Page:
In the paper, the experts examined surveillance strategies for both emergency and preventative vaccination. They went on to identify and recommend the optimum number of animals to be tested, diagnostic method, and sampling period for three poultry types — namely laying hens, turkeys, and ducks.

When the amount of virus in the bird’s blood is low following vaccination, the researchers suggest that more sensitive methods be used.

The group's previous paper on HPAI vaccination of poultry was published in October of 2023.

Wageningen study investigates virus testing methods

Rapid tests carried out on farms can offer support for the diagnosis of avian flu viruses, according to Wageningen Bioveterinary Research (WBVR) — part of Wageningen University Research in The Netherlands. However, these rapid tests are not currently a satisfactory replacement for polymerase chain reaction (PCR) tests carried out in the lab.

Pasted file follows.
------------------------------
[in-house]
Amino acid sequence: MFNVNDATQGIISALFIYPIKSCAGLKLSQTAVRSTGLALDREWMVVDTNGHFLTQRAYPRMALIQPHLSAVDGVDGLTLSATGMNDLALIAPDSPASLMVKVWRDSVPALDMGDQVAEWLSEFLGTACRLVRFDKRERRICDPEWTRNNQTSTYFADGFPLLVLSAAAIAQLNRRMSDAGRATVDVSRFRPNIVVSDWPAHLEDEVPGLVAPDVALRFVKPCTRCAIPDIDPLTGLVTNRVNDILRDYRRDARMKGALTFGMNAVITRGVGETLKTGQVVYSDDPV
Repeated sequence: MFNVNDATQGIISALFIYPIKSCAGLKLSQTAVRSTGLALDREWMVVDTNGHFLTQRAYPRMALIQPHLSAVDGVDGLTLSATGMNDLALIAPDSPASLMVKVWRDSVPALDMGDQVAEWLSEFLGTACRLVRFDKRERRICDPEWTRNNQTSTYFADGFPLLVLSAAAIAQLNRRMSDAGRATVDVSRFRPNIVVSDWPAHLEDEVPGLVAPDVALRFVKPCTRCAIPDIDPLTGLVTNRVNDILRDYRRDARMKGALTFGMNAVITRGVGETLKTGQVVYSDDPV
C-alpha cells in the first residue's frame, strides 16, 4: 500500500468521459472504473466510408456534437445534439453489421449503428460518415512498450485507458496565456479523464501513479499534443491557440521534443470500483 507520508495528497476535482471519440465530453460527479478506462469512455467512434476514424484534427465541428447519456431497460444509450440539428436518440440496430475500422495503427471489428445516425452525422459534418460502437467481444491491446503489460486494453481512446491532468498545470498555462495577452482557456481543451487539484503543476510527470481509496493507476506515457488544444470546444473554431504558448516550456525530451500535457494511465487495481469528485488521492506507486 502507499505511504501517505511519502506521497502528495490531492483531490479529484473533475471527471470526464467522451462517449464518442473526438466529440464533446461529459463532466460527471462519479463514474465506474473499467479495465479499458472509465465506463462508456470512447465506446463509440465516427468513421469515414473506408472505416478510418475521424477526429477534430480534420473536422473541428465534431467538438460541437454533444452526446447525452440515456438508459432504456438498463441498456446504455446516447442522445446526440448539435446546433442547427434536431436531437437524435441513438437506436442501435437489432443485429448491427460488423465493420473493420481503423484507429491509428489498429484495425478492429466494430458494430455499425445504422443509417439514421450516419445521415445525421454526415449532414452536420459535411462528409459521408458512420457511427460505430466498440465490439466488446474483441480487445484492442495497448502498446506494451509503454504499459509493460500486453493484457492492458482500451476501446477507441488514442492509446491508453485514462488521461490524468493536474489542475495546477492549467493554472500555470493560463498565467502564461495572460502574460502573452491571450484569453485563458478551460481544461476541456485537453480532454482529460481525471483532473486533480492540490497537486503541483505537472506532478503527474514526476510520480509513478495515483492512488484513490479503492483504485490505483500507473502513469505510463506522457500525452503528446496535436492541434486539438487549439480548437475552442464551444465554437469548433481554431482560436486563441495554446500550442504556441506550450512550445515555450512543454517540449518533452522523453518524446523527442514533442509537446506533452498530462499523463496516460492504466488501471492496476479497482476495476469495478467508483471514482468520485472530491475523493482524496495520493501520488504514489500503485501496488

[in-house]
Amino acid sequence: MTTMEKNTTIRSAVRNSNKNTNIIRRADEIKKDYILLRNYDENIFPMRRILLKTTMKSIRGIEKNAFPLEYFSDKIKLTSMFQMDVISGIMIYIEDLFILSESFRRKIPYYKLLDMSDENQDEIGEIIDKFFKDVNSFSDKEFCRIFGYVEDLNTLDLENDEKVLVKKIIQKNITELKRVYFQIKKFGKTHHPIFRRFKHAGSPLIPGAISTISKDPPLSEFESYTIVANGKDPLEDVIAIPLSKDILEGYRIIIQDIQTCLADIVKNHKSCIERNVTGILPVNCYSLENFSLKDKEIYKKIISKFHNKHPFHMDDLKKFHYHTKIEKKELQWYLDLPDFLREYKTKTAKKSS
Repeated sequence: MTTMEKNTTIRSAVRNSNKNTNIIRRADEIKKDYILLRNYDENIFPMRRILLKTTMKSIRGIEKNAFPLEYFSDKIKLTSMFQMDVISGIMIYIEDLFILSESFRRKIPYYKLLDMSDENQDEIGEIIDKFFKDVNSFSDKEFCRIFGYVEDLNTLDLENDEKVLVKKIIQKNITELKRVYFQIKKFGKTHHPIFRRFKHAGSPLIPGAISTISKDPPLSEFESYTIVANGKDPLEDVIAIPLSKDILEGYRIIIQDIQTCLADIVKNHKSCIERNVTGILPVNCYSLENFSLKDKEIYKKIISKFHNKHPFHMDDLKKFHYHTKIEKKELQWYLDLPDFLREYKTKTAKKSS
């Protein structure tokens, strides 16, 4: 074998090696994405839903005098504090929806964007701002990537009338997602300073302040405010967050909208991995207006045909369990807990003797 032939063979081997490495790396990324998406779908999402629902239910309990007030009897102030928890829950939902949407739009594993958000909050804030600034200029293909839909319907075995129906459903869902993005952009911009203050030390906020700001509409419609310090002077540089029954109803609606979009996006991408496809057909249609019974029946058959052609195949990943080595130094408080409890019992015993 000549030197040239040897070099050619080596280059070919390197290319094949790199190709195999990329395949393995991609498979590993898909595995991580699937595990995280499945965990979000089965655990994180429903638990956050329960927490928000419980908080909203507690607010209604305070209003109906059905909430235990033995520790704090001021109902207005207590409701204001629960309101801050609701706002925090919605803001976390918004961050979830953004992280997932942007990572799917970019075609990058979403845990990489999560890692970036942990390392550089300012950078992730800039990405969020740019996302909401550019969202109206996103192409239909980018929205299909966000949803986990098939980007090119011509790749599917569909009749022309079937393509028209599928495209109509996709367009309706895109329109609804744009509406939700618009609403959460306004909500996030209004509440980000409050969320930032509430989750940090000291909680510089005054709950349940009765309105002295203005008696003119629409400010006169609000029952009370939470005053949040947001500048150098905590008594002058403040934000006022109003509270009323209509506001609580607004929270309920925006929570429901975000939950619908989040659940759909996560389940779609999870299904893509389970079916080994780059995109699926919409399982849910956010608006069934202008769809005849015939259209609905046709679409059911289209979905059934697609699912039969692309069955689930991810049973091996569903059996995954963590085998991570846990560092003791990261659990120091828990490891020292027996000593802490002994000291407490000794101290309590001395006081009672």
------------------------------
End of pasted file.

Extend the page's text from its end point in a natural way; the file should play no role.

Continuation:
This is the main conclusion from a recent study in which WBVR scientists explored the sensitivity and specificity of several rapid tests for avian flu viruses.

Among the drawbacks of some of the tests was the feint line generated by a low virus concentration was difficult to see. However, a PCR test accurately showed the sample was positive for the virus.

The study found that all the three most sensitive tests detected all 16 virus H-subtypes, although they do not allow the type to be identified.

Overall, about 90% of the field samples found to be positive by PCR were also positive using the rapid tests. 

New HPAI outbreaks reported in Bulgaria, Hungary

Over the past 10 days, just two European states have confirmed new HPAI outbreaks in commercial poultry.

In Bulgaria, these have involved four premises, according to the Bulgarian Food Safety Agency.